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Unformatted text preview: Introduction to the Psychology of Learning Introduction Overview of the Next 2-3 Lectures • Locate Psychology of Learning within the History of Psychology and Philosophy of Psychology Philosophy • Review Major Concepts and Applications of Mainstream “Learning Psychology” Psychology” • Classical Conditioning (Ivon. Pavlov to Present) Classical Pavlov • Operant Conditioning (Burrius F. Skinner to Present) Operant Skinner • Social Learning Theory (Albert Bandura is principal founder; Social Bandura Seligman’s work is also central) Seligman’s • Historical Roots of Modern Learning Theory Historical • Pavlov was a physiologist--he stumbled into research on “associative Pavlov “associative learning” Involves the process wherein stimuli become associated with learning” one another and come to subsitute one another and developed idea of one and “classical conditioning” “classical • The Legacy of Edward Thorndike: “The Law of Effect” (1911) The (1911) • consequences of behavior determine its survival It’s the consequence consequences It’s that determines whether we actually learn something that • Legacy of B.F. Skinner (1938, The Behavior of Organisms) Legacy The • Idea of “contingencies of reinforcement” built upon Thorndike’s concepts The structuring of how pleasant and unpleasant events occur The depending on our action including how we think and speak depending Philosophical Changes in Psychology: From Structuralism to Behaviorism and Beyond • The History of Modern Psychology began with Wilhelm Wundt, who The Wilhelm founded what came to be seen as a “school” of psychology focused on the founded “structure” of consciousness, the building blocks of perception. “structure” Proponents of this point of view were called “structuralists” and their Proponents school “Structuralism” Psychologists interested in the qualities of Psychologists perception. Got examiners to discuss their experiences. perception. • Structuralists, led by Wundt, studied the elements of perception (“atoms of the mind”) by using the methodology of “introspectionism” Self of Self reporting on themselves subjectively. • Psychology was revolutionized by John Watson in 1920’s, who articulated Psychology John a radical philosophy of psychology called “Behaviorism.” Study of radical Study objective analysis of behavior. Stimuli and response. If it is positively objective reinforced you are more likely to do it again. Did the little albert reinforced experiment. You can quantify results. experiment. • Watson and the Behaviorists rejected introspection and the study of consciousness in favor of the objective analysis of behavior alone. They consciousness said psychology should be about the study of what can be seen and said observed, it should be an S-R Psychology: S-R Psychology • Stimuli and Responses are observable and objective, and should be the sole object of study in psychology sole • Skinner popularized behaviorism further, extending its reach in academic psychology through the 1960’s, continuing to today. Something happens Something to us and then we do something subconsciously as a natural reaction. to Behaviorism. Behaviorism. Philosophical Changes in Contemporary Views of Learning: • Learning is no longer conceived as S-R psychology alone. Learning S-R • Instead, S-O-R models dominate (where O = “Organismic” events: S-O-R internal, cognitive, mental events with neurobiological underpinnings). internal, Also internal processes, personality and attributes that effect how we Also respond to things. (O) respond • Examples of “O” variables: cognitive processes (attitudes, thinking, perception, vicarious learning, “mental maps”), emotional processes, perception, biological mediating variables • Social Learning Theory rests on S-O-R conceptualizations Learning I: Basic Concepts In Classical Conditioning: • Classical Conditioning involves a process of what Pavlov called “stimulus substitution” • (a process of “associative learning” wherein stimuli are associated (a associated and one comes to substitute for another). Pavlov’s Original Discovery and Terminology, Diagrammed: Pavlov’s →UCR(salvate) UCR(salvate) UCS (food) →CR CS CS • UCS = UNLEARNED stimulus; CS=? UCS UNLEARNED • UCR = UNLEARNED response; CR=? UCR UNLEARNED • The UCS automatically elicits the UCR (reflex) The automatically • So for Pavlov the UCS was _______________ and the UCR was _________________ _________________ • CS (previously neutral S) is paired repeatedly, with temporal contiguity, CS neutral with UCS with • Over Trials (temporal pairings), CS comes to automatically elicit a Over automatically response (CR) that closely resembles the UCR resembles • (Note: CR is not identical to the UCR reflex, but instead is a learned (Note: reflex automatic associative response with similar form) automatic • So for Pavlov the CS was _________________ and the CR was ___________________ ___________________ Next figures portray Pavlov’s canine salivation experimental situation: More Principles of CC (be able to define each term and give examples) : More • Once a stimulus acquires conditioned properties through stimulus substitution, the brain also learns to: substitution, • Generalize among stimuli (stimulus generalization): Similar noises, ): Similar similar response similar • Discriminate among stimuli (stimulus discrimination): The ability to ): The know that it is not the same stimulus. know • Extinguish learned associations (extinction): If it is repeatedly rung with ): If no food provided then they will forget the response. no Next Slide shows more principles of CC: Next • Acquisition of CR’s: The process of getting a conditioned stimulis The • Extinction of CR’s: Extinction • Spontaneous Recovery of CR’s: Spontaneous Beyond Spit: Emotional Learning Involves CC (classical conditioning) Beyond Emotional • Positive and Negative emotions are acquired initially and maintained as a result of classical conditioning processes. result • Think, e.g., about why you “like” the products you use, or the foods you prefer? Has illness ever conditioned you to strongly dislike some foods? prefer? Why does some music, or sensations of physical touch, or smells, make Why you “happy”? Why are you anxious with some people, or slow to trust you others, or grumpy under particular circumstances? others, • Point: our feelings are learned through associative processes Videoclip: The Case of Little Albert. Videoclip: • John Watson Applied Pavlov’s Associative Learning (Classical Conditioning) to Albert’s Emotional Learning of Fear Conditioning) • Here-in we see original footage of what today would be unethical learning trials. Videoclip illustrates Mowrer’s Two-Factor Theory of Learning: Videoclip Factor 1: • 1) Fear is learned through classical conditioning: previously neutral 1) learned stimuli acquire their fear-inducing properties via stimulus substitution, stimuli generalization, and discrimination generalization, • Stimulus Substitution: UCS→UCR CS→CR (above is Factor 1 in Mowrer’s 2-factor theory) Factor 2: • 2) Fear is maintained through Operant Conditioning, also called 2) maintained Instrumental Conditioning. Specifically: Instrumental • avoidance responses are Operant behaviors (they operate on the avoidance Operant environment), also called Instrumental behaviors (they have an Instrumental instrumental effect on the environment). Avoidance behaviors are instrumental often strengthened by their consequences. This strengthening is called often “reinforcement”. • Remember, all reinforcement involves an increase in the behavior preceding it. • Avoidance behavior leads to fear reduction because the consequence of the behavior involves removal of an aversive stimulus. Thus removal avoidance is “negatively reinforced”, which is to say it is strengthened avoidance by the reduction in fear. (an increase in avoidance behavior follows increase the removal of fear/anxiety) the • so, avoidance learning--withdrawal, avoidance behaviors--increases so, avoidance --withdrawal, increases in frequency because it is negatively reinforced; AND, this in guarantees that extinction cannot occur because the learner extinction effectively never confronts the CS again! effectively For Little Albert, Identify Examples of the following CC principles: • Stimulus Substitution (factor 1, above): • Stimulus Generalization (which animals?): Stimulus • Stimulus Discrimination (which animals?): • Extinction (Principle applied by Mary Cover Jones to de-condition children’s fears). How would you “extinguish” Little Albert’s fear?— children’s Systematic Desensitization: A Modern Treatment for “Phobias” that Follows Mary Cover Jones Historical Example Follows • systematic desensitization (SD) takes classical conditioning into realm of cognition: visual imagery and mental associations are actively engaged cognition: • What is SD? A “cognitive-behavioral” method of treatment for phobias using the principle of “counterconditioning”. using ”. • Counterconditioning: a CC procedure for weakening a CR by associating the CS (fear-producing stimulus) with a new response associating incompatible with the fear incompatible • The SD Technique: The therapist, with the client, develops a hierarchy of The hierarchy feared situtions (CS’s; e.g., seeing pictures of snakes to napping with a feared Boa around your neck). • Next, person is taught relaxation + coping imagery and skills • Then, client applys learned skills while imagining CS’s. What Happens When Phobic Individuals Practice SD? What Practice • conditioned fear, a CR, is counterconditioned by newly developed conditioned counterconditioned newly incompatible responses.) incompatible with fear incompatible .) incompatible • Note: practice involves repeated trials, which are forms of pairings of stimuli! stimuli! • Result: Diminishment of Fear achieved through an increase of capacity Result: capacity and motivation for active coping/management of anxiety-producing motivation active situations. How Does SD Work? How • When/if we pair new and incompatible responses (relaxation, normal When/if responses breathing, coping thoughts/images, voluntary parasympathetic activity in breathing, general) with images of CS’s, this leads to new CS-CR associations over new over trials, called “higher-order conditioning”. trials, ”. • The new learning creates a “safety memory” which can be activated by cortical processes to inhibit fear-output by amygdala. cortical • Thus extinction processes of old fear learning typcially involves learning fear-inhibition behaviors via counterconditioning fear-inhibition Related Principles • EXPOSURE and Extinction are fundamental to behavioral change as Extinction result of SD result • In C. Conditioning Terms, breaking old associative bonds (CS/UCS relations) through exposure, extinction, and re-conditioning leads to relations) learning of new associative bonds learning A Theoretical Distinction: • Note the difference: Systematic Desensitization VS. In Vivo Note In Desensitization Desensitization • what is nature of exposure in SD vs. In Vivo Desensitization? what exposure SD In • A: In SD exposure is ... Mental and cognitive exposure. A: SD Mental • • Whereas in In Vivo Desensitization exposure is ... Actually In Actually experiencing it. Gary Larson’s Images of “Exposure” Gary Learning II: Basic Concepts in Operant Conditioning: • • • • Reinforcement, Punishment. Reinforcement, Positive and Negative Reinforcement Shaping Schedules of Reinforcement and their effects on learning Videoclip: B. F. Skinner’s World View Shaping Shaping • Consequences of Behavior determine its survival (as in Thorndike’s “law of effect”) of • Complex sequences of behavior are learned gradually, through selective positive reinforcement or shaping of “successive approximations” of shaping target behavior • In video-clip, the pigeon is shaped first to turn in a circle, then eventually to solve math problems and play the piano • Examples: toilet training; learning a motor skill; learning “manners”; reading; good study habits; social charm and influence reading; Reinforcement: The Fundamental Idea Reinforcement • Reinforcement refers to the process of strengthening or increasing the Reinforcement strengthening the probability of behavior of • Any Stimulus that increases/strengthens the behavior which precedes it is precedes called a reinforcer; there are positive and negative reinforcers (examples reinforcer below) below) • Increase in behavior involved; due to different kinds of reinforcing contingencies. You will do more when there is positive reinforcement and contingencies. more when it is negative reinforcement because in both situations they get more what they want. what Positive Reinforcement • When a pleasant/positive stimulus follows a behavior and strengthens it, When follows the behavior is said to have been positively reinforced. Given in order to positively Given encourage you to do something again. encourage • Positive Reinforcers: Money (strengthens what sort of behaviors?: Class Money list); Good Grades; privileges; hugs; high fives; pleasant drug effects on Good consciousness; social regard/approval; promotions and bonuses; warmconsciousness; fuzzies and other goodies from your honey-bun • Is alcohol positively reinforcing? What are the positive reinforcers for drinking alcohol in our culture? You feel good because of the actual buzz You it gives you, the satisfaction with how you act, or the social interactions it it creates. creates. • Advertisers want to make you feel good about their stuff therefore you approach it. In a beer commercial you will see people happy, smiling, hot approach women, ugly guy…he’ll “get laid.” Negative Reinforcement Negative • When a negative/aversive stimulus is terminated/removed following a When is behavior, resulting in the strengthening of that behavior, this behavior is behavior, said to have been negatively reinforced. negatively • A Negative reinforcer is the removal of an aversive stimulus, which leads Negative removal aversive which to an increase in the behavior that preceded the removal of the negative increase stimulus. stimulus. Examples of Reinforcement (Positive and Negative)Events: Examples Reinforcement • a parent gives in to a whining child. parent • What behavior is negatively reinforced here? What • {Hint: Identify the “aversive stimulus” that is removed; in this case it is whining child; then, identify which behavior that immediately whining preceded the removal of the aversive stimulus is likely to increase in preceded frequency; in this case it is giving in} giving • What behavior is positively reinforced here? Whining What Whining • Saying “I’m sorry” terminates Mom’s menacing glances Saying • What behavior is negatively reinforced here? If she stops the look What If when you say you are sorry than you are more likely to do this is in when future because it made a bad situation a good one. future • What behavior is positively reinforced here? You are positively What You reinforcing her because you are doing what she wants you to. reinforcing • Anxiety is decreased by performing compulsive rituals (OCD) • What behavior is negatively reinforced here? The compulsive action What The removes the fear of the dirt and germs. You are removing the excessive removes thought. thought. • Headaches stop when aspirin is ingested; Headaches • What behavior is negatively reinforced here? You get a headache, you What You take a pill, and you feel better. So now you are more likely to take that take pill again because it made you feel better. pill • Staying at home reduces overwhelming social anxiety; Staying • What behavior is negatively reinforced here? We avoid doing the right What We thing because the avoidance makes up feel better thing • Ingesting Drugs increases when it removes boredom, restlessness, anxiety, depression; • What behavior is negatively reinforced here? Why do we go out and What Why drink? - It’s fun (as long as you aren’t sleeping in bushes and throwing drink? up), stress reliever, social interactions, removes social anxiety, and up), allows you to feel more relaxed. You think you are being more yourself allows but really you are trying to change who you really are to feel more but comfortable around other people. SO when you are suffering boredom, when restlessness, etc. you turn to drugs because they make you feel better restlessness, (temporarily but you don’t know that). If it works then you will most (temporarily likely continue to use it as an escape. You are distancing yourself from likely anxiety. Punishment: The Fundamental Idea Punishment • Punishment refers to the process of weakening or reducing the Punishment weakening reducing probability of behavior probability • Any Stimulus that weakens the strength of, or reduces the probability of, a behavior is called a punisher. Theoretically always causes a decrease in Theoretically behavior- makes something less likely to occur. • Extinction occurs when a behavior that has been built up through reinforcement is no longer being reinforced. If you trained your dog by reinforcement giving him a treat each time and you stop giving him treats, he will most giving probably not listen anymore. probably • Speeding ticket- A speeding ticket will decrease speeding but probably Speeding speeding only in the area where you got your ticket originally. Punishment only only works in narrow situations. Most people can get away with things most of works the time and will therefore continue their behavior. • Examples: Electric Shock; Social Disapproval; Monetary fines; jail terms; spankings; cold shoulders; averted eyes; suspension of privileges; terms; “Bad” Grades Grades • Is an aversive stimulus always a punisher?—the case of the class clown. You send the class clown to the principles office (punishment) hoping he You won’t do it as much…but he does it more. What you think is punishment won’t may not be punishment to the person you are applying into. may • Why is punishment often ineffective?—the case of the speeding ticket Schedules of Reinforcement: STUDY IN TEXTBOOK • Interval Schedules vs. Ratio Schedules • Fixed Schedules vs. Variable Schedules • Fixed Interval, Fixed Ratio, Variable Interval, Variable Ratio (can you generate an example of each?) generate • FI: Fixed Interval FI: Fixed • Example: • FR: Fixed Ratio FR: Fixed • Example: • VI: Variable Interval VI: Variable • Example: You need to engage in a lot of gambling in hopes of being Example: You reinforced. reinforced. • VR: Variable Ratio VR: Variable • Example: Hard work in school or business is reinforced only occasionally, but these reinforcement occasions often produce strong occasionally, and lasting effects and Acquisition and Maintenance of Behavior • Fixed Ratio Schedules—especially FR 1:1 schedules, or “continuous Fixed FR reinforcement”-- produce fastest learning, but behavior extinguishes reinforcement relatively quickly if contingencies change. A fixed ration schedule of relatively reinforcement where there’s one behavior and one reinforcer. Every time reinforcement you act you get reinforced. If you only give continuous reinforcement and you don’t alter it, than the behavior will drop in strength when you stop giving don’t the reinforcement. the • Partial or Intermittent Reinforcement (best example: variable ratio variable schedules) produces slower learning of behavior, but these behaviors are produces the most resistant to extinction. A variable ratio schedule will allow you to variable control behavior but over a slower period of time. In the case of training a control dog, after sometime you will not even need to reinforce with a treat, but dog, just with a good job boy. just • Animal and Coaching Teaching Tip: Start with FR: 1:1 then “fade” to partial schedules with increasingly infrequent reinforcement partial Learning III: Basic Concepts in Social Learning Theory • Philosophically, Social Learning Theory was the start of the break from Behaviorism by re-introducing the importance of internal mediating Behaviorism forces--the “O’s” in the so-called S-O-R model contrasting with Watson’s forces--the S-R model. Recognizing that we have thoughts, ideas, attitudes, and brain Recognizing tissue. tissue. • Social Learning Theory Focuses on Observational Learning Phenomena, Social Observational or Imitation Learning. This type of learning also is sometimes called This “Modeling” We have never been reinforced. We imitate someone else We because we have seen and noticed that it has led to positive consequences because for someone else, so we want to give it a try. for • Social/Observational Learning involves “Vicarious” Learning (or Social/Observational “Vicarious” vicarious conditioning, vicarious reinforcement) from observation of vicarious “Models.” • (Definition #3 of “vicarious” at http://www.m-w.com/cgi(Definition http://www.m-w.com/cgibin/dictionary : experienced or realized through imaginative or experienced sympathetic participation in the experience of another) sympathetic • Vicarious reinforcement is based on vicarious experiences (what we experience when we observe things happening to other people). We are experience experiencing their experience in our experience. Based on observations experiencing and models. • Mirror Neuron- The neuron in our body that is activated when you are Mirror The watching someone else do something. The very act of watching watching activates your own processes that are in your own head doing the same activates action. action. Next Slide Shows Results from a Classic Experiment by Albert Bandura: Next • Associate with social learning theory • Had two groups of children watch a movie of an adult beating up and being aggressive with a bobo doll (with a positive reinforcement) and being another watch an adult beating up a doll receiving a punishment. Later another the children are allowed to play and are presented with certain the circumstances. circumstances. o Aggressive models rewarded- performed more (2x) aggressive acts than did the children being punished. acts o Aggressive models punished- performed half as many aggressive acts then did the children being rewarded. aggressive Revealing the Influence of Modeling of Aggressive Behavior in Social Learning Learning • What is the IV here? • What is the DV here? • Can you describe why these results challenge the strict view of strict Can why behaviorists like Watson and Skinner? behaviorists Social Learning Theory (Continued) • Studies of Modeling seemed to prove, to the Social Learning Theorists, that Direct Reinforcement and Punishment is Unnecessary for Learning. Direct • We do not need to be shaped directly; our behavior is influenced by observational learning and cognitive processes. • We learn not only by direct reinforcement, punishment, and schedules of reinforcement, but also through vicarious reinforcement and/or also vicarious punishment punishment Four Cognitive “O” factors in S-O-R model are critical for learning: • Attention: Being aware of the situation around you. Observational Attention: Being memory. memory. • Retention: While paying attention you need to integrate what you are While experiencing into LTMs experiencing • Reproduction: Replicate what you have learned in actions or words. Reproduction: Replicate • Motivation: You have to care and be motiated to learn and show what you Motivation: You learned. Without motivation you won’t do any of the above. learned. • Relation to Edward Tolman’s Latent Learning/Cognitive: We know more Relation Latent than we show in performance. He put rats in mazes and tried to figure out He how they learn. Part of what happens is that rats develop cognitive maps how and they show latent learning (may not be expressed). They have learned and a map of the territory they are living in. We learn a lot of things that we map never get tested on, rats were not tested on everything they we dealing never with in their environment. He studied that without being tested, they were with still learning things. Seligman’s Helplessness Model Seligman’s • Triadic experiment (yoked design) {see pages 22-30} Put 8 dogs through a Triadic Put particular experience particular • Group 1: Controllable Shock- a dog was put in a situation where it Group Controllable received a shock, but it could escape it. received • Group 2: Uncontrollable Shock- a dog receives a shock but feels Group Uncontrollable helpless and like its inescapable. helpless • Group 3: • Put the dogs in a new situation in a shuttle box where all they had to do was jump over a barrier and escape the shock. But only the group one was dogs escaped because group two had the idea in their head that they dogs could not escape it. could • Results: 8 of the controllable shocked dogs escaped, only 2 of the Results: of uncontrollable shocked dogs escaped. • Seligman’s conclusions: Learned helplessness- in a bad experience Seligman’s Learned something is learned which is an internal state (motivational and something emotional) of learned helplessness. A state wherein the animal believes emotional) that they can’t do anything to control what’s happening to them. This that leaves them helpless and depressed, most of them laid down and leaves whimpered. Why should I do anything if nothing I did in the past made a whimpered. difference. difference. • Helplessness, Social Learning, and the S-O-R model • Human analog studies? ...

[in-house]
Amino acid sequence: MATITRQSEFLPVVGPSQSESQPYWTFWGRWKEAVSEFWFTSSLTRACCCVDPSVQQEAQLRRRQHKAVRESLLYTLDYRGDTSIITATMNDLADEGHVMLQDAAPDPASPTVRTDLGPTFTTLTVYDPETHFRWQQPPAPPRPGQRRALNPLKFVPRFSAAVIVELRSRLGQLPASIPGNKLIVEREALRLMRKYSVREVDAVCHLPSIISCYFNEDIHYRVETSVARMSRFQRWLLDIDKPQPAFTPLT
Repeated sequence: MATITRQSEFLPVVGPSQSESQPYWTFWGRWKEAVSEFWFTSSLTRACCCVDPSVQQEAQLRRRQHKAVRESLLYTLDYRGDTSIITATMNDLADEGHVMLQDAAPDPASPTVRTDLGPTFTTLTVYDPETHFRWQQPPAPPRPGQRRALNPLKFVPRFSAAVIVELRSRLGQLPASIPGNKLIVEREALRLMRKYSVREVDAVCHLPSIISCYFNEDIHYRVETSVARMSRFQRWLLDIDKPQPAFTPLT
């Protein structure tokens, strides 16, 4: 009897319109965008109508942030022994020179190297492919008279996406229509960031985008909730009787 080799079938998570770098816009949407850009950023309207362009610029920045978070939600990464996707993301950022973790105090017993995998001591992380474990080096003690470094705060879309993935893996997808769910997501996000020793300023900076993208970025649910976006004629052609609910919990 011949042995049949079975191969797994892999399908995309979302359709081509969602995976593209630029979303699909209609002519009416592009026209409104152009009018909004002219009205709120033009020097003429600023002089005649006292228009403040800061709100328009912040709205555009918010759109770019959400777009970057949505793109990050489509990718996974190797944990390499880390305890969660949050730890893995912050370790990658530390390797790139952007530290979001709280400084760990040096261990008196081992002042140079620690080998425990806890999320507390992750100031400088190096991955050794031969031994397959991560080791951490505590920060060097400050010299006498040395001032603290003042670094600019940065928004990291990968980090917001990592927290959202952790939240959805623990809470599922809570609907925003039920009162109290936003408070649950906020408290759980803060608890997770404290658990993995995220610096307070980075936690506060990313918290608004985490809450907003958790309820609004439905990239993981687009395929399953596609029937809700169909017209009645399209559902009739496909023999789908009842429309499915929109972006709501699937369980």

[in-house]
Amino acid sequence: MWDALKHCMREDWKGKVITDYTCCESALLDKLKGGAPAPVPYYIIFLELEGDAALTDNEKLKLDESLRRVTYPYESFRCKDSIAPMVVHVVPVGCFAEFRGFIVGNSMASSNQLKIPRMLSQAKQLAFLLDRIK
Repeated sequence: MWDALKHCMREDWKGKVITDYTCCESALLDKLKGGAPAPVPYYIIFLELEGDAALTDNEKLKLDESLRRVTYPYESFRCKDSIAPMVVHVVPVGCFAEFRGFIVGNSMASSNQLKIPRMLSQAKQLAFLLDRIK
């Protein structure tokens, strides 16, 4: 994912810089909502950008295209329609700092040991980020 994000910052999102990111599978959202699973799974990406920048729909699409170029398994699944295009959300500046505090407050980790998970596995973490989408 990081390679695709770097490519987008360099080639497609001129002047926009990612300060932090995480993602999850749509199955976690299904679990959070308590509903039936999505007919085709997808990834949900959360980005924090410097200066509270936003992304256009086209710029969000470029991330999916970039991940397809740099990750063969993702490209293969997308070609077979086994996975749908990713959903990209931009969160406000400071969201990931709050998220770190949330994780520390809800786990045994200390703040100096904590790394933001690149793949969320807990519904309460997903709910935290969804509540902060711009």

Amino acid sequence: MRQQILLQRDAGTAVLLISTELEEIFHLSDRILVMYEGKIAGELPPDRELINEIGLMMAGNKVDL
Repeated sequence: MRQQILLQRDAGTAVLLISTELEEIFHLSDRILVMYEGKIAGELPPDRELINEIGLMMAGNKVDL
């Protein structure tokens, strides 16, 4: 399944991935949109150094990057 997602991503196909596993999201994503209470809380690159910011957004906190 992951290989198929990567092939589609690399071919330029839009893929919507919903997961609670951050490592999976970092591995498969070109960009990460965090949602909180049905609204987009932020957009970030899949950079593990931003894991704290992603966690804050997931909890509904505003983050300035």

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This note was uploaded on 02/02/2012 for the course PSYCH 200 taught by Professor Roberts during the Fall '10 term at Wisconsin.